Wednesday, December 9, 2015
My good friend Bruce MacEwen of Adam Smith Esq. recently ran across a training manual providing instructions on proper behavior within organizations. Bruce thought that some of the advice appeared to be very similar to how law firms make decisions. Likewise, when I read it, I thought it described some of the natural propensities of law professors. Is it possible that law partners and law faculty provide the model behavior for all other organizations?
Hold on. The book is serious. And so is the advice. Read the "how to" advice below, which is quoted verbatim from the original source. Then click on the hyperlink where Bruce shares the author and title.
(a) Organizations and Conferences
(1) Insist on doing everything through “channels.” Never permit short-cuts to be taken in order to expedite decisions.
(2) Make "speeches." Talk as frequently as possible and at great length. Illustrate your "points" by long anecdotes and accounts of personal experiences. Never hesitate to make a few appropriate [loyal] comments.
(3) When possible, refer all matters to committees, for “further study and consideration.” Attempt to make the committees as large as possible – never less than five.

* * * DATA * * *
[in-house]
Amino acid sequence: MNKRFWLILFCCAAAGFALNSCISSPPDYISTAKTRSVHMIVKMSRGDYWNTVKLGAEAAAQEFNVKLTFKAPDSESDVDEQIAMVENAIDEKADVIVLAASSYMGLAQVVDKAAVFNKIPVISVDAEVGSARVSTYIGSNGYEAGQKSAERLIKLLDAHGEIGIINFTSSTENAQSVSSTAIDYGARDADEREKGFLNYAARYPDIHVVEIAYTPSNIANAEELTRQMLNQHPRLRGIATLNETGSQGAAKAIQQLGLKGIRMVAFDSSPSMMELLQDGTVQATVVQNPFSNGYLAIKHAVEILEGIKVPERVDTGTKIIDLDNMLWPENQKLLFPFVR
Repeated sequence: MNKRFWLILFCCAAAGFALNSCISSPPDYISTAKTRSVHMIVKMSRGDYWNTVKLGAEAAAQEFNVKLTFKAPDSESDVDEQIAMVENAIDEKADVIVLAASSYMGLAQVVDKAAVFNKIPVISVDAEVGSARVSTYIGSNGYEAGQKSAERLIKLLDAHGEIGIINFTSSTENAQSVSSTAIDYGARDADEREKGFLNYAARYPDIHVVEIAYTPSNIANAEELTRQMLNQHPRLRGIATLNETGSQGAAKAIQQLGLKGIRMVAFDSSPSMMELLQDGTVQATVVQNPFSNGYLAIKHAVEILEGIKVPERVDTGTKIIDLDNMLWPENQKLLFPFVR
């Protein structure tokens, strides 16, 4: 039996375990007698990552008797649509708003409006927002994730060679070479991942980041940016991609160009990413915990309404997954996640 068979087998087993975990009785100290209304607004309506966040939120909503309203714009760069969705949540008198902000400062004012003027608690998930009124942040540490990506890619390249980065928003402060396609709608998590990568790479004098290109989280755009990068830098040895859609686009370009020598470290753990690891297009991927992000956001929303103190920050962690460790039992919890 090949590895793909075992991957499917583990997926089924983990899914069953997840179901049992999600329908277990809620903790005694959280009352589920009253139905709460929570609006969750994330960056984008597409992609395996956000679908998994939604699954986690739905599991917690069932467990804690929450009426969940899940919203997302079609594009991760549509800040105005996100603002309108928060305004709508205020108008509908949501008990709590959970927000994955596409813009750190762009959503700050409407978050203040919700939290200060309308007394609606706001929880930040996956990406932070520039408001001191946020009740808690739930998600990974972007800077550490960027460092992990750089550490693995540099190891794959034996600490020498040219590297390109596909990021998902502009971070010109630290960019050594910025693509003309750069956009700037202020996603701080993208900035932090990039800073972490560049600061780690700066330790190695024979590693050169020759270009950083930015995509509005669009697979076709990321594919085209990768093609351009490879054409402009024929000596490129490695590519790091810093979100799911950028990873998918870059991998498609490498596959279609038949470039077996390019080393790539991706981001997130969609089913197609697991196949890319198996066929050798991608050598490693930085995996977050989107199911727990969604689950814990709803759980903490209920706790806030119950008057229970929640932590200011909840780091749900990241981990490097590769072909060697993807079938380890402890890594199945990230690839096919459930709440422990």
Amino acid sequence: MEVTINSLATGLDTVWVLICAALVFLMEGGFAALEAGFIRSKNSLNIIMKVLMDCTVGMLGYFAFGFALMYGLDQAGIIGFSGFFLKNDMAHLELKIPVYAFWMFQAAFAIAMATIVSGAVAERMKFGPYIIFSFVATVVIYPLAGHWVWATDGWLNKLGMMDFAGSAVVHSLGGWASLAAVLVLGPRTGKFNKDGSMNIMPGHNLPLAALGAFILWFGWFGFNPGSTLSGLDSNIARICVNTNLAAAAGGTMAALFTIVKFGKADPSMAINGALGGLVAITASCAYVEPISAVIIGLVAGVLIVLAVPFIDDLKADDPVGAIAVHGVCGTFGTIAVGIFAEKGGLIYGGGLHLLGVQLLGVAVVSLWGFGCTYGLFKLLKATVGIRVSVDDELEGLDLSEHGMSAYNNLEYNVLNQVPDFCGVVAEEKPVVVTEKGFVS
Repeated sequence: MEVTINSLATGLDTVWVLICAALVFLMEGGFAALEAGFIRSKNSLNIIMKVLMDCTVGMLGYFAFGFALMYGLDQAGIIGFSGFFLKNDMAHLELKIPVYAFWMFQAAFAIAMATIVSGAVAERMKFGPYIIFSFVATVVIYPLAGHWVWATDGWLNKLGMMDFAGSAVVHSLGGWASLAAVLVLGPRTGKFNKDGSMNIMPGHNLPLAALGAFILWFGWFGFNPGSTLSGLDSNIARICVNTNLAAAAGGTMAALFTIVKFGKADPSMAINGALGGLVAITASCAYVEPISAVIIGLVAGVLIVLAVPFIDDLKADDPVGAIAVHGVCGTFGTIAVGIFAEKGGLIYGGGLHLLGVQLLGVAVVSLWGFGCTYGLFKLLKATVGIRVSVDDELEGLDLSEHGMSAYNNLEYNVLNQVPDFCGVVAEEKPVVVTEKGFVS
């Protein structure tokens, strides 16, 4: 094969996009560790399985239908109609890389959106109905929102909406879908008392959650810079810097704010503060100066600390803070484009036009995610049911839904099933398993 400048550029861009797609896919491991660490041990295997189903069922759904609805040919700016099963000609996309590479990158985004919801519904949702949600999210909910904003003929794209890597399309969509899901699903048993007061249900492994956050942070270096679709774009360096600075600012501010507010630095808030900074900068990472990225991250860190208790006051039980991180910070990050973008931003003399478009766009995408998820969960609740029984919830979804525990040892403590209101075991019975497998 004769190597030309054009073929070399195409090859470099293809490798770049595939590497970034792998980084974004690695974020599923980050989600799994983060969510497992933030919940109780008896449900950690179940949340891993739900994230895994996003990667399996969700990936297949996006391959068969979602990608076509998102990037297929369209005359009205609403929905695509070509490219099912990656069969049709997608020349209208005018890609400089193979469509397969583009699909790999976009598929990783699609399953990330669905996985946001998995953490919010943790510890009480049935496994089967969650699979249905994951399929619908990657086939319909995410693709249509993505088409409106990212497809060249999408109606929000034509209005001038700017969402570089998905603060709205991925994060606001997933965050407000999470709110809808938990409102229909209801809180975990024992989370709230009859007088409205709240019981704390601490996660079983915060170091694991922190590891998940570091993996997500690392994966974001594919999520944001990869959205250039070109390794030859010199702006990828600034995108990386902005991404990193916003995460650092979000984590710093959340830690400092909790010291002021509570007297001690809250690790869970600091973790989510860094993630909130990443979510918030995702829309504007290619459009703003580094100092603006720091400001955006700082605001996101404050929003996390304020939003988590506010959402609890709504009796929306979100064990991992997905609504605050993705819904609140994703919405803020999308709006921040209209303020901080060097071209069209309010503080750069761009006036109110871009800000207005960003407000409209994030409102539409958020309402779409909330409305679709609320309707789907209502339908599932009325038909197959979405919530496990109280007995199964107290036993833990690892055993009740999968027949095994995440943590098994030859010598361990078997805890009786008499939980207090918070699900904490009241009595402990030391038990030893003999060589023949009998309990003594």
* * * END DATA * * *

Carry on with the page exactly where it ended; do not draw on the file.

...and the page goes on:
(4) Bring up irrelevant issues as frequently as possible.
(5) Haggle over precise wordings of communications, minutes, resolutions.
(6) Refer back to matters decided upon at the last meeting and attempt to re-open the question of the advisability of that decision.
(7) Advocate “caution.” Be “reasonable” and urge your fellow-conferees to be “reasonable” and avoid haste which might result in embarrassments or difficulties later on.
(8) Be worried about the propriety of any decision – raise the question of whether such action as is contemplated lies within the jurisdiction of the group or whether it might conflict with the policy of some higher echelon.
The above is for the rank and file. Here is some of the advice given to middle management:
(b) Managers and Supervisors
(2) ... . Ask endless questions or engage in long correspondence about instructions. Quibble over them when you can.
(7) Insist on perfect work in relatively unimportant products.
(11) Hold conferences when there is more critical work to be done.
And the source? See here.